I felt like a stranger tonight

I felt like a stranger tonight.  I sat in the pews.  It was the first time since 1982 that I had not “worked” on Christmas eve either as the church musician or as the pastor.  I went to the Christmas eve service where my husband attends, and where I had attended many years ago with our children before God did the strange thing of calling me to serve in the Lutheran church. Tonight was a very different kind of worship.  The congregation has changed and I have changed, but Rick (my husband) was playing in the brass group.  It was good to hear and support him in his gift of music—something that I had not been able to do with my presence for these many years.  Still, I felt like a stranger.

Being the introverted stranger in a place of worship is not so different from being a backpacker on the AT—not knowing who you will meet or where you will sleep on any given night.  While I am on the trail, I’ve had practice in making my home wherever I am.  So in the worship I reminded myself that these are my brothers and sisters in Christ even if they pack things differently.  Their home is my home.

As strange as I felt this Christmas eve in the pew, Kathy came and welcomed me.  And Ruth and Wayne.  And singing Silent Night welcomed me.  And while I was grieving those I was missing and the traditions I love, the reading from John 1 while holding the lit candle welcomed me.

Afterwards, I came back to the house and listened to some familiar Christmas music.  In the process, I rediscovered a choral anthem with lyrics that made me realize it was Kathy and Ruth and Wayne who were Christ to me tonight.  They treated me, the stranger, the long-lost friend, as if I were Christ.  I know tonight that whether one is the stranger or the welcomer,  it is  in this act of welcoming and receiving that Christ is present.  Either is an opportunity for a holy blessing.

And after all, isn’t that a thread that winds through this strange story of Christ’s birth, God’s coming to earth?  Whether it is Joseph and Mary, or the child, the shepherds, the wise men traveling from afar uncertain where to go—or even the heralding angels who, after all, don’t do this sort of thing very often—all were either strangers or welcomers or both.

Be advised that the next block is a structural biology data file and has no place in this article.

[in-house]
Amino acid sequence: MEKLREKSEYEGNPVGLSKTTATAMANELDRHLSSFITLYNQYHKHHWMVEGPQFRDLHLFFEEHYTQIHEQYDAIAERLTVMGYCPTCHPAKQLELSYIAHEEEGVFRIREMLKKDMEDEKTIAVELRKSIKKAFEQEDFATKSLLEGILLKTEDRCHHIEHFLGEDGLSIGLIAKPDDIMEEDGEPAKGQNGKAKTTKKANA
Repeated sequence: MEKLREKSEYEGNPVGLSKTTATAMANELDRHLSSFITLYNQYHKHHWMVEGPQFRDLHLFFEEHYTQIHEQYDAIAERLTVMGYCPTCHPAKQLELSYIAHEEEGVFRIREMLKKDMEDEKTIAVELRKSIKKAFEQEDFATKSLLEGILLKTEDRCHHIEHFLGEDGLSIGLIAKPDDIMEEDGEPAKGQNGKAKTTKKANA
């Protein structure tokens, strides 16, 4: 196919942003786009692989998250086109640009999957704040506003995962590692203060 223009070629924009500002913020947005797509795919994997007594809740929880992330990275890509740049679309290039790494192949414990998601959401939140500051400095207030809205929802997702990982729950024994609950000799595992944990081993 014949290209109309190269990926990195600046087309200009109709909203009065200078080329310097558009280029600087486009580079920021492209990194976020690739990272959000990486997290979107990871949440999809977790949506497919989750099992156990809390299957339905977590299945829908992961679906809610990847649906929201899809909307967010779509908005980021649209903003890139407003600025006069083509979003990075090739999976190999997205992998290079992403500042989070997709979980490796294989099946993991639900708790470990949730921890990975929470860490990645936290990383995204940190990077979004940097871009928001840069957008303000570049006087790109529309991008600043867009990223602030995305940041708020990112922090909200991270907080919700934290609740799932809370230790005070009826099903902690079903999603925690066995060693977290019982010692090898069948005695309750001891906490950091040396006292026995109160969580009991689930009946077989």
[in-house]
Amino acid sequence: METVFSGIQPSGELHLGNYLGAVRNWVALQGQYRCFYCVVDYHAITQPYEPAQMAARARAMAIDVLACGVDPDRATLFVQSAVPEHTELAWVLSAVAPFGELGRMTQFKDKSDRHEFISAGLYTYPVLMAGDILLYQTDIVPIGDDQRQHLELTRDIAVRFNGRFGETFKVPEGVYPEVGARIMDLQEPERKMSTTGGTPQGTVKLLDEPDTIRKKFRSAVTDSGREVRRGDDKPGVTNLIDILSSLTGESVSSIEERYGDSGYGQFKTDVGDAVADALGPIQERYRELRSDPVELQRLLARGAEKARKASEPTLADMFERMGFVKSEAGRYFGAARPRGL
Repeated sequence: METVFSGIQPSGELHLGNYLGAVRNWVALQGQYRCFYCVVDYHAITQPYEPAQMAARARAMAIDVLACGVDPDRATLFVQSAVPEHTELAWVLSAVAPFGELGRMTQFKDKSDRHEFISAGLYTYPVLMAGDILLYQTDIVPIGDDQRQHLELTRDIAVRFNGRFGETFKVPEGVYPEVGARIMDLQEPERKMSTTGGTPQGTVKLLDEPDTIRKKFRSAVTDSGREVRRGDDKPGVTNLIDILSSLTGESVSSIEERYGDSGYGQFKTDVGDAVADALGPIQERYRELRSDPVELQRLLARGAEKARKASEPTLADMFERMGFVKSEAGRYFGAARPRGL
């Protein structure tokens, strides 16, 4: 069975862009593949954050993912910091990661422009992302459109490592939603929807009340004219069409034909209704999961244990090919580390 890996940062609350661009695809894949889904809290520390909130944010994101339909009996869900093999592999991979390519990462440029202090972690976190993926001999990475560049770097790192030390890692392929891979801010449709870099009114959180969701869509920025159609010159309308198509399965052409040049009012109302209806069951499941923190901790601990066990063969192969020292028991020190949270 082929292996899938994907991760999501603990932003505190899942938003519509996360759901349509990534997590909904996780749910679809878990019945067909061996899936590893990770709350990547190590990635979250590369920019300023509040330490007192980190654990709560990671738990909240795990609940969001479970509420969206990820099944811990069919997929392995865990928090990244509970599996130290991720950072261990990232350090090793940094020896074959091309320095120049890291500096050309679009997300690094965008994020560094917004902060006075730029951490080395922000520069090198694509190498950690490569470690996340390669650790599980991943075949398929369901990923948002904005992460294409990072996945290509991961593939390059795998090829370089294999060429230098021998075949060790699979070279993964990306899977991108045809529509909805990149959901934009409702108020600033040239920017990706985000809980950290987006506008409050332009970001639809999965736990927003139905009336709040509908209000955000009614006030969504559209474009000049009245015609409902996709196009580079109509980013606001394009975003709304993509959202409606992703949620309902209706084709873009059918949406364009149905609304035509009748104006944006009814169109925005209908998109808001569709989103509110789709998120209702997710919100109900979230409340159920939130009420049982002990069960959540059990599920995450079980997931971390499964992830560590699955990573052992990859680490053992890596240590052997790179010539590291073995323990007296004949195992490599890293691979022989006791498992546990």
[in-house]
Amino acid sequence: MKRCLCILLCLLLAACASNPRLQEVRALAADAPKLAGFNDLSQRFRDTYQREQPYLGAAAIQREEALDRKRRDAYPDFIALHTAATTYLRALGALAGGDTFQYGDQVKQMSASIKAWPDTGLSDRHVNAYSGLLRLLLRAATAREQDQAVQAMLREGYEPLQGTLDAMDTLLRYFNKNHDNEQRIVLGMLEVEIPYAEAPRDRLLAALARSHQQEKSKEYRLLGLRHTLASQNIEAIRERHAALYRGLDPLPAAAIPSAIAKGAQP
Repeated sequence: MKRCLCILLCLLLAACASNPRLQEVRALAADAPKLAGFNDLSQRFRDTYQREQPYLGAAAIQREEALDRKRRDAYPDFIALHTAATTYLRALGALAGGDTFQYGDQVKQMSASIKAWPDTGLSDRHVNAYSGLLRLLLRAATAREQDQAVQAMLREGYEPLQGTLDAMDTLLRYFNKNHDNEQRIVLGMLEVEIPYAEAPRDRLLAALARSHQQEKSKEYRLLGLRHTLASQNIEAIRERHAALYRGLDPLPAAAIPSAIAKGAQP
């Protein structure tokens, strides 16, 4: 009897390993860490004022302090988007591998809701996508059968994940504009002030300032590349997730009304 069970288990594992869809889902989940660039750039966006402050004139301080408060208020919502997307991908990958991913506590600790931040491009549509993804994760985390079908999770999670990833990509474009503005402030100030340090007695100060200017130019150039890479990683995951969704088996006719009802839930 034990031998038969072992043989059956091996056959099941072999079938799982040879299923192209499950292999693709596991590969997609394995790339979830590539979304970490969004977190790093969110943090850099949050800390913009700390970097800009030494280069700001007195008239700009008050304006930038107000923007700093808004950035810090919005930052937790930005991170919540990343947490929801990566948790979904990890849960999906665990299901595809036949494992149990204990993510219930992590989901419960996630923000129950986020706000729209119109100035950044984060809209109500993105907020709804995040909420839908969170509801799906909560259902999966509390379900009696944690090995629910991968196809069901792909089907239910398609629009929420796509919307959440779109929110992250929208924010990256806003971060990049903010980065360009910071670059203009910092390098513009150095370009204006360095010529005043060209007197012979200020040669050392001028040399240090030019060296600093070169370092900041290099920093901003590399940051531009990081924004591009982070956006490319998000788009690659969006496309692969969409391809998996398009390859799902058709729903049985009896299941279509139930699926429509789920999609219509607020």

May you who feel like strangers tonight and you who are seeking out the strangers know that Christ is truly present making his home among us as we offer welcome to one another.

And if you’re curious, here is the music  with its lyrics below that I listened to after returning home and which then prompted me to write:

I saw a stranger yestereen;
I put food in the eating place,
drink in the drinking place,
music in the listening place;
and in the sacred names of the Triune God
he blessed me and my house,
my cattle and my dear ones,
and the lark said in her song:
Often, Often, Often,
goes the Christ in a stranger’s guise.


  1. I have felt that strangeness often when worshiping in the last 15 years. I am glad there were folks who greeted you and that you sensed God’s presence. I am sure Grantham would seem strange to me too no, but I still long for what use to be!

  2. Elaine, I thought of you tonight and all that you were a part of (and a catalyst for) at my church and in my own life. You are missed, and loved, and quietly celebrated. Christ’s peace to you, friend.

  3. So glad that you were welcomed. And yes, it’s strange to sit in the pews when that is not where you usually are…Merry Christmas, dear one.

  4. Wow. Thank you for this exquisite Christmas blessing.

  5. I like to think never a stranger, just a possible new friend waiting to meet.

  6. Thanks for the reminder that part of the great mystery of Christ is how he is found in the smallest acts of welcoming.

    • Emmalee Dent says:

      This is Truth, Life and Love of God’s Christ, and written so movingly, as to be understood by all and represented in everyone, everywhere! May I share it on Facebook? Much love and thanks.

  7. Miss you, you were such a part of my life. We all need to welcome a stranger.

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